A poorly organized collection of musings on a variety of consciousness-related topics.

Conscious Awakening

A disjointed exploration of paranormal phenomena and existentialism.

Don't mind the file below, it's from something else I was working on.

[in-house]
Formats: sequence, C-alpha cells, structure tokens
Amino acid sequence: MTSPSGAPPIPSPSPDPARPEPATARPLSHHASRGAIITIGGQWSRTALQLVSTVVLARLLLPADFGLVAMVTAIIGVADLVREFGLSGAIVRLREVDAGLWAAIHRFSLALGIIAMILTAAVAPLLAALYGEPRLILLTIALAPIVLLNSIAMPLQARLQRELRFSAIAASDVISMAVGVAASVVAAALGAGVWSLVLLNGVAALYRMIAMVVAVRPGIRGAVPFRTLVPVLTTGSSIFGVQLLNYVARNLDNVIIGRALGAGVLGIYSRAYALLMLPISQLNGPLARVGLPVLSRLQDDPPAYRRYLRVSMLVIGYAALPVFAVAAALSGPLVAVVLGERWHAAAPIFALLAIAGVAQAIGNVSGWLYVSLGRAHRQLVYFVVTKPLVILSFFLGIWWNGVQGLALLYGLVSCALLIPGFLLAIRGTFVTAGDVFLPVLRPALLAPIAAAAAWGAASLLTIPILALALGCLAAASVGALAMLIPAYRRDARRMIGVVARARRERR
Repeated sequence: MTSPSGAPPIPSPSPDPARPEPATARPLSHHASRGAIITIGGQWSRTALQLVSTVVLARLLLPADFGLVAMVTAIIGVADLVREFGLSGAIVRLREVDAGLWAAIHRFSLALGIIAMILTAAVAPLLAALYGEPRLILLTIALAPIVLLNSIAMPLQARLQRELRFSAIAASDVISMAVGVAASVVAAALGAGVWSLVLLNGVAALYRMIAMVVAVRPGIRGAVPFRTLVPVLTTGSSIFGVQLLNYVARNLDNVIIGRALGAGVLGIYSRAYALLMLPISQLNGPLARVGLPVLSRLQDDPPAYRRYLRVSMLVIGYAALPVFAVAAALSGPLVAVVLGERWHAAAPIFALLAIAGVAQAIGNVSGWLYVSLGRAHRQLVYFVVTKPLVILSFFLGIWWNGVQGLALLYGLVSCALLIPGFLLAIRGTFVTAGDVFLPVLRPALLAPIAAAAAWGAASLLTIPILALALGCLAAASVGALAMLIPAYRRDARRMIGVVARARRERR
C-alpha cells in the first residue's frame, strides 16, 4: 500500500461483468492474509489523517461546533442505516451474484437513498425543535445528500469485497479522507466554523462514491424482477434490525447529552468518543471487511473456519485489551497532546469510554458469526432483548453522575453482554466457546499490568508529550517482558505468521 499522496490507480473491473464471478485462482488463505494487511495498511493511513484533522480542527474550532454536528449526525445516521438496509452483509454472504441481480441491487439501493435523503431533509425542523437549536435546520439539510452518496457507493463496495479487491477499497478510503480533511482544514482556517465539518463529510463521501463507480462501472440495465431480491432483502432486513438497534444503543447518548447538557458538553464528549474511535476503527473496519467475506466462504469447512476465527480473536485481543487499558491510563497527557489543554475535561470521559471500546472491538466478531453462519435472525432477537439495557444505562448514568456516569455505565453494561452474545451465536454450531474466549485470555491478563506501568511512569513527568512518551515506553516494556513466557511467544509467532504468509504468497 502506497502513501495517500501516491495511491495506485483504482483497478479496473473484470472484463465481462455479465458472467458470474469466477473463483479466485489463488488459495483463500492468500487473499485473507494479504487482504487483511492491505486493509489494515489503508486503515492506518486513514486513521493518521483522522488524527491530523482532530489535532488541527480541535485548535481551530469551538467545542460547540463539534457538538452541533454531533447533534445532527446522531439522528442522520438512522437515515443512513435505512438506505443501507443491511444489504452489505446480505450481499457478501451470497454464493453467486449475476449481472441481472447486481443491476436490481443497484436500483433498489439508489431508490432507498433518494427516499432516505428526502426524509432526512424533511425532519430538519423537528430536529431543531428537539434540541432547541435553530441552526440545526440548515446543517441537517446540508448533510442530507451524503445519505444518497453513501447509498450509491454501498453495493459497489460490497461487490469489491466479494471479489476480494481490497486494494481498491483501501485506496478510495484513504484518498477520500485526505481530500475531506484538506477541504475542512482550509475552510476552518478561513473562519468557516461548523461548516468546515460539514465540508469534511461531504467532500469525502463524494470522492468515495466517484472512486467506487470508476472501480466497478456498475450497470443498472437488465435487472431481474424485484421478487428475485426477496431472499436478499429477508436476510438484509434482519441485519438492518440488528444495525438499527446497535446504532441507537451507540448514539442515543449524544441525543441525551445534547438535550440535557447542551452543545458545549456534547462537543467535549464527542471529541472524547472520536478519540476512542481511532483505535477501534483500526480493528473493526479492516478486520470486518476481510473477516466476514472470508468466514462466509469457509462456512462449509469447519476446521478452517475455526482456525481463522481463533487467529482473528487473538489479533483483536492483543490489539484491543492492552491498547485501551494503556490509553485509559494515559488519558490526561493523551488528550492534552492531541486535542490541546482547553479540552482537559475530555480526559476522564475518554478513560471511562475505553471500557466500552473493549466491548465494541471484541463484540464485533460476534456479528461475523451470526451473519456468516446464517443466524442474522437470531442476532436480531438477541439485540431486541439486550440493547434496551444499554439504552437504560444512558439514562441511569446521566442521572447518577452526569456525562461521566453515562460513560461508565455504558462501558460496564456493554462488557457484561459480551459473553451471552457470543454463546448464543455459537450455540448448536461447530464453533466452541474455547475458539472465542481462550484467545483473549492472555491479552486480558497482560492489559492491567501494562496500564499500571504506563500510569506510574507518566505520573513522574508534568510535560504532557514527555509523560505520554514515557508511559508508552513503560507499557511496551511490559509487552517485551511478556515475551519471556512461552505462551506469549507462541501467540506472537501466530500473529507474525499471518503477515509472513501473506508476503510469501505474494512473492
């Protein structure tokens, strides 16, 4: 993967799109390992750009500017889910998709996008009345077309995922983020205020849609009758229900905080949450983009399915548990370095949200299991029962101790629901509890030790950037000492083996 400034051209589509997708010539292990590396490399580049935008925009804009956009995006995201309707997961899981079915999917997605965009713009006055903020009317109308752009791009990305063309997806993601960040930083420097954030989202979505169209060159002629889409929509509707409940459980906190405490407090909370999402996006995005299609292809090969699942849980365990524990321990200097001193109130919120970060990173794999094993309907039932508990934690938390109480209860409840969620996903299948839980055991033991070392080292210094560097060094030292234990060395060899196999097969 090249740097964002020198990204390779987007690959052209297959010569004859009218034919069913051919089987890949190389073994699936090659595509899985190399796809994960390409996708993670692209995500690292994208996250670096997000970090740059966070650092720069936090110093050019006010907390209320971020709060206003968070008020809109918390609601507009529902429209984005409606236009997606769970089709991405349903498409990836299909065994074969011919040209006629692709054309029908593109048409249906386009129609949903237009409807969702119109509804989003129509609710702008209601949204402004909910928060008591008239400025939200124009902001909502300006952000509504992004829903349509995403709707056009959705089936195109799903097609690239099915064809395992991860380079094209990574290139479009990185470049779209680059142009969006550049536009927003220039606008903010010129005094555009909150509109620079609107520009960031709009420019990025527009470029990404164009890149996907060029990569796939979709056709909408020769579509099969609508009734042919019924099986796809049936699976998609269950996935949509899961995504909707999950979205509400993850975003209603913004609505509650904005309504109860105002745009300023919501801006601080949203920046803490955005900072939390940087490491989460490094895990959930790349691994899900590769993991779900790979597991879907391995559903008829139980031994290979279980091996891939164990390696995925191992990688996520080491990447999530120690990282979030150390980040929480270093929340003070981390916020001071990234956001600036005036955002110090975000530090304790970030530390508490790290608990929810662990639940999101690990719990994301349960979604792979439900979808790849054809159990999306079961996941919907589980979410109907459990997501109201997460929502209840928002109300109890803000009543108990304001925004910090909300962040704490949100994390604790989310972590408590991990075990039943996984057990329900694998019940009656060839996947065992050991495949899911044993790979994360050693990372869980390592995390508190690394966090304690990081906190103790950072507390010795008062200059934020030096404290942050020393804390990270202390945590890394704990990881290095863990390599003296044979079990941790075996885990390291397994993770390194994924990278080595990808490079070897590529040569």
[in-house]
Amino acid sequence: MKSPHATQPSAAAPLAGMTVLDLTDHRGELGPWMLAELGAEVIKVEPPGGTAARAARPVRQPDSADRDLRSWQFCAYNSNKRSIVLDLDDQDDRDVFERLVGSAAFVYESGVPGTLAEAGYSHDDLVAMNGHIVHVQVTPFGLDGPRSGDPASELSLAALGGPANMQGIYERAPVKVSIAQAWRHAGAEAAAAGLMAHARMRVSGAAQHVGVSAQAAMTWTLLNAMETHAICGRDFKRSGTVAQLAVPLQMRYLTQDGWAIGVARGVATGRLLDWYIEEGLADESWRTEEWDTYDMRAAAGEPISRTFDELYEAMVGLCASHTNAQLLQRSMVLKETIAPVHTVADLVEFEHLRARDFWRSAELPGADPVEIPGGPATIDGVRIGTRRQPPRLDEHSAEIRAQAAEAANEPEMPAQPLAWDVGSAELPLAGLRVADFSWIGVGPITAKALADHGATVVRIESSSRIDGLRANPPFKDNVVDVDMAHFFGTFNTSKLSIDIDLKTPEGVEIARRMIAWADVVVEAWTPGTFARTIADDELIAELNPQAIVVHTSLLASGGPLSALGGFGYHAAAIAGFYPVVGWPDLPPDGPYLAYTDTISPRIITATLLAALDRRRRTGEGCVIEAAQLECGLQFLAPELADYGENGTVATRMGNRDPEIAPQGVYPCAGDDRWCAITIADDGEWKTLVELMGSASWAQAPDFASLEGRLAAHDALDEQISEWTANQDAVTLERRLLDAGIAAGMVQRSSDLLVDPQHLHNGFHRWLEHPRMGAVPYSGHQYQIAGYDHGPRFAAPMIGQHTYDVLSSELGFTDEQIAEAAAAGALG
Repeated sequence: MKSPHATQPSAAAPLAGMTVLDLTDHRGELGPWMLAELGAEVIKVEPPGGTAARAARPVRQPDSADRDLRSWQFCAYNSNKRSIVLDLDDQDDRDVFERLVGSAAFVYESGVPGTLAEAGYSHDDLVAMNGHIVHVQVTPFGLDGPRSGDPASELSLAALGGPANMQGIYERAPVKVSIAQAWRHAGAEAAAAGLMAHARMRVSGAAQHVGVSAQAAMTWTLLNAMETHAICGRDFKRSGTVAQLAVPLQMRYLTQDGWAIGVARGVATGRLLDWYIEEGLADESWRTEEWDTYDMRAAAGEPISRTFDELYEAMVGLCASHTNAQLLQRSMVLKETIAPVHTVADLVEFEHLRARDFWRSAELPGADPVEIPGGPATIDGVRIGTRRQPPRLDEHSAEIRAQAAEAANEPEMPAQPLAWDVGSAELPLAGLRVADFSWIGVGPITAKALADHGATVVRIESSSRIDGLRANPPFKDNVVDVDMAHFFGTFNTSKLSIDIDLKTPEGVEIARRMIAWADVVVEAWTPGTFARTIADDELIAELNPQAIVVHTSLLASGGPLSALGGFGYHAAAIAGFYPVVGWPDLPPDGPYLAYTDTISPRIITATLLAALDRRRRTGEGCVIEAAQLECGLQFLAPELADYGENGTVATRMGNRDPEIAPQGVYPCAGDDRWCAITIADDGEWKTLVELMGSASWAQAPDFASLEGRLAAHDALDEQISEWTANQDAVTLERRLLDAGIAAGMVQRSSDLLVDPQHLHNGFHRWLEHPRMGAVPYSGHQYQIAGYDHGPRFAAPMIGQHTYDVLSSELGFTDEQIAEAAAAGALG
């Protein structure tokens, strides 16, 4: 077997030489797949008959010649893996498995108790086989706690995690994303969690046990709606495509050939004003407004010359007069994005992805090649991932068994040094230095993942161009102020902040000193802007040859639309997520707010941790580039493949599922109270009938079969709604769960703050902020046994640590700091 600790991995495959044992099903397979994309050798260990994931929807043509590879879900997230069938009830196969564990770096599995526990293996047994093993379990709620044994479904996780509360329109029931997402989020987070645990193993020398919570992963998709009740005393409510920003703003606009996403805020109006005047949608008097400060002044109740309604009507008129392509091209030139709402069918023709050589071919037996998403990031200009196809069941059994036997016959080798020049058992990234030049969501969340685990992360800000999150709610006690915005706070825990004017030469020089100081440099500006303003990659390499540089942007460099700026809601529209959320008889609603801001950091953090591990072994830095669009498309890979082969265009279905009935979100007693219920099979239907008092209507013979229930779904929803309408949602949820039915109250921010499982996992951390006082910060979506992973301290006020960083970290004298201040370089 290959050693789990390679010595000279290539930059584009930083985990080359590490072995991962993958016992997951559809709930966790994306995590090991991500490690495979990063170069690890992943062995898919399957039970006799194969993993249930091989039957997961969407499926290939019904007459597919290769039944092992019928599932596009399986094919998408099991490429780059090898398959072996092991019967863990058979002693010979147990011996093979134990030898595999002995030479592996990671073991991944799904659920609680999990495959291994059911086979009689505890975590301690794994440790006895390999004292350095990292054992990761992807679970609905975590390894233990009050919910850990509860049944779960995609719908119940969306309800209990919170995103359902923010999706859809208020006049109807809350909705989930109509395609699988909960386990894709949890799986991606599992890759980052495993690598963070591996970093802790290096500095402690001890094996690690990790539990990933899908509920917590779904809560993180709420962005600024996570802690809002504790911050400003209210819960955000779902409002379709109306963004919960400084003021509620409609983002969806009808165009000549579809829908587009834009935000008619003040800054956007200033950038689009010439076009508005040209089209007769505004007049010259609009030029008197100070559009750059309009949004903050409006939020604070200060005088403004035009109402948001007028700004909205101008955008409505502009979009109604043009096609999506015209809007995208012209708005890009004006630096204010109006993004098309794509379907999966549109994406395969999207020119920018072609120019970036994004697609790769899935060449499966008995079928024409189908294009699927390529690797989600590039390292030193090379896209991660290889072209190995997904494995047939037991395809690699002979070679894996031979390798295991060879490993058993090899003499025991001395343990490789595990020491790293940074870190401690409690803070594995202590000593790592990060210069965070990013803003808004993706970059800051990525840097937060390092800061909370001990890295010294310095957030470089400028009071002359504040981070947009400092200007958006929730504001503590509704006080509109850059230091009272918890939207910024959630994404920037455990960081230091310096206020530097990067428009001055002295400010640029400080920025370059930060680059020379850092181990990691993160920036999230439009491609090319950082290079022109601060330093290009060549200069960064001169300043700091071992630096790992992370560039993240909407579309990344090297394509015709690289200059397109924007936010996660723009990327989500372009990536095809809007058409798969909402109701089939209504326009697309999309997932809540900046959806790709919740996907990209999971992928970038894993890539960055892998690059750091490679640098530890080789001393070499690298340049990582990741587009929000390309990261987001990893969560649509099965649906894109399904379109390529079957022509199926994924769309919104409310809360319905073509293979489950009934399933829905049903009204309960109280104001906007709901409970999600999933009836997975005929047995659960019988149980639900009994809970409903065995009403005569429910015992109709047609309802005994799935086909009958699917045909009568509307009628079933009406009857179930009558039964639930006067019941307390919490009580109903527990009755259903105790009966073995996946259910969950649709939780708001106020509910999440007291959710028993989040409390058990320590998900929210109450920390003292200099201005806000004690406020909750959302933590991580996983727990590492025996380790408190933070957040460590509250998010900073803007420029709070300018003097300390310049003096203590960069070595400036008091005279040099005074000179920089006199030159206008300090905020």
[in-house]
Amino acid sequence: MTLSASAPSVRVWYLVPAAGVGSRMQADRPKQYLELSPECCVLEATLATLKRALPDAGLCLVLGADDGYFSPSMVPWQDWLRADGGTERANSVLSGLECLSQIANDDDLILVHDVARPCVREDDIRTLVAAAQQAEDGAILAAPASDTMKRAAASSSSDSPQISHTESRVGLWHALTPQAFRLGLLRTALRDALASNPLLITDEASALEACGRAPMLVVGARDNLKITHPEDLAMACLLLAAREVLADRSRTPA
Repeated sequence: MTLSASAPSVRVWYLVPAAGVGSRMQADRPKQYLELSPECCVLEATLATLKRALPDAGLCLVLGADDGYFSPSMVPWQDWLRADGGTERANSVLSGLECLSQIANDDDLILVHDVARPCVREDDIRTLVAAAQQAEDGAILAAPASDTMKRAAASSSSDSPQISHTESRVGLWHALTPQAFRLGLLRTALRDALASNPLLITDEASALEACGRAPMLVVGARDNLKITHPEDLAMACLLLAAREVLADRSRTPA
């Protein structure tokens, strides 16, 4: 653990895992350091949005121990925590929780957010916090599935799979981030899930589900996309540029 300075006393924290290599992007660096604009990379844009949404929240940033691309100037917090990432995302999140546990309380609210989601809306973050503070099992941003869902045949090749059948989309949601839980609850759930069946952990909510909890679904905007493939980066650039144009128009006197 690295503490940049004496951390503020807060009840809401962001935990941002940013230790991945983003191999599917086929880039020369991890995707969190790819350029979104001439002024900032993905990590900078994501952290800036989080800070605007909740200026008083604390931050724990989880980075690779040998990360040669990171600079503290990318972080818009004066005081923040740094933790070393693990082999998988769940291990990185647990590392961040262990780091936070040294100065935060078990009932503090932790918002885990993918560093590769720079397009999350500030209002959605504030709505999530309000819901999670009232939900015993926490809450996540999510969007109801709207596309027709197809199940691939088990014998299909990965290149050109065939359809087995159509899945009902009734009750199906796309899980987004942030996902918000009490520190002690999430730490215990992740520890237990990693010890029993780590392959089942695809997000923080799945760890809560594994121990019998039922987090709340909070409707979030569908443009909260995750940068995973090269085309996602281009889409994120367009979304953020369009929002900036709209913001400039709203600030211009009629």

Debut author Hirasek switches from autobiographical recollections to semi-scholarly examinations of past-life regression hypnosis, the interpretation of dreams, numerology, ghosts, psychic powers, auras, reincarnation, near-death experiences, the seven chakras, different religions and their views of the afterlife, the law of attraction and other weighty topics—a sprawling approach, which makes the book difficult to follow. Despite the arguments’ loose organization around issues of meaning and purpose, they are further obscured by an idiosyncratic style of writing: “By then my understanding of it was understood, but not yet complete”; “The primordial question here we should all ask is, who or whom do we really listen to in systematic situations?”; “Dreams are intriguing but somewhat complicated in opinion.” Sometimes, the results are impenetrable: “Time loops consume an individual from his own awareness of time, which prevents him from living and coexisting in present presence; one that eventually becomes obscured and passingly fleeting in time.” Changes in tense within paragraphs and even within sentences—“You can feel it when you go to work, when you got to church, when you pay your taxes”—further impair readability. In the autobiographical section, the book’s strongest, Hirasek details his first encounter with a ghost in 1999 and a life-changing psychic reading following a particularly painful breakup in 2004. He also describes the immense pain he felt after losing a romantic relationship after only a month since he was convinced he knew and loved the woman in a previous life. Elsewhere, he asserts his belief that in past lives he was both a survivor of the Titanic and the Greek poet and playwright Aristophanes, among others. While skeptics may not be convinced by his arguments, adherents to these beliefs are likely to find these passages compelling. The other sections usually cover too broad a variety of topics, resulting in superficial examinations. Unsupported statements—e.g., “In 80 percent of cases, NDE [near-death experience] individuals who came back become more compassionate and are filled with a new outlook on life after death”—further weaken the book. The conclusion attempts to tie these threads together, but it’s too late to make a coherent whole.